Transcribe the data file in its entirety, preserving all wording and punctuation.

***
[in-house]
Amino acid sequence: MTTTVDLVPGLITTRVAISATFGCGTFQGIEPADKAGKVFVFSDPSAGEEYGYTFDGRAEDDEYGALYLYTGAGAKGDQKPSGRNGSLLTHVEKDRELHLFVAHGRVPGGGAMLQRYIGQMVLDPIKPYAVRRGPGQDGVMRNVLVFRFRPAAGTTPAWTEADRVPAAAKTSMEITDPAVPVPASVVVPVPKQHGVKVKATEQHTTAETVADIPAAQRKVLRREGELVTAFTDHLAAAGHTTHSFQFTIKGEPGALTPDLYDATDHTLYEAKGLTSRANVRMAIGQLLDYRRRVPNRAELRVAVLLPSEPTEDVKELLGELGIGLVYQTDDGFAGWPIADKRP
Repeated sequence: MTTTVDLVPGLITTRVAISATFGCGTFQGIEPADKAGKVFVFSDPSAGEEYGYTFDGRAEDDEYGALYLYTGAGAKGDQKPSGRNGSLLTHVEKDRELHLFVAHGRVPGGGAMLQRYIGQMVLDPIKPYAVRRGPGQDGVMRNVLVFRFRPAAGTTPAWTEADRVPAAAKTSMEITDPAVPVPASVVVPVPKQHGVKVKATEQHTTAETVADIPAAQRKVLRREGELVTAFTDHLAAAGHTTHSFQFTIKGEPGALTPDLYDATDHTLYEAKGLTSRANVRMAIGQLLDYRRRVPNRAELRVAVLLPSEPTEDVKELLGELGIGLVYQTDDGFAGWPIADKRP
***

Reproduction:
[in-house]
Amino acid sequence: MTTTVDLVPGLITTRVAISATFGCGTFQGIEPADKAGKVFVFSDPSAGEEYGYTFDGRAEDDEYGALYLYTGAGAKGDQKPSGRNGSLLTHVEKDRELHLFVAHGRVPGGGAMLQRYIGQMVLDPIKPYAVRRGPGQDGVMRNVLVFRFRPAAGTTPAWTEADRVPAAAKTSMEITDPAVPVPASVVVPVPKQHGVKVKATEQHTTAETVADIPAAQRKVLRREGELVTAFTDHLAAAGHTTHSFQFTIKGEPGALTPDLYDATDHTLYEAKGLTSRANVRMAIGQLLDYRRRVPNRAELRVAVLLPSEPTEDVKELLGELGIGLVYQTDDGFAGWPIADKRP
Repeated sequence: MTTTVDLVPGLITTRVAISATFGCGTFQGIEPADKAGKVFVFSDPSAGEEYGYTFDGRAEDDEYGALYLYTGAGAKGDQKPSGRNGSLLTHVEKDRELHLFVAHGRVPGGGAMLQRYIGQMVLDPIKPYAVRRGPGQDGVMRNVLVFRFRPAAGTTPAWTEADRVPAAAKTSMEITDPAVPVPASVVVPVPKQHGVKVKATEQHTTAETVADIPAAQRKVLRREGELVTAFTDHLAAAGHTTHSFQFTIKGEPGALTPDLYDATDHTLYEAKGLTSRANVRMAIGQLLDYRRRVPNRAELRVAVLLPSEPTEDVKELLGELGIGLVYQTDDGFAGWPIADKRP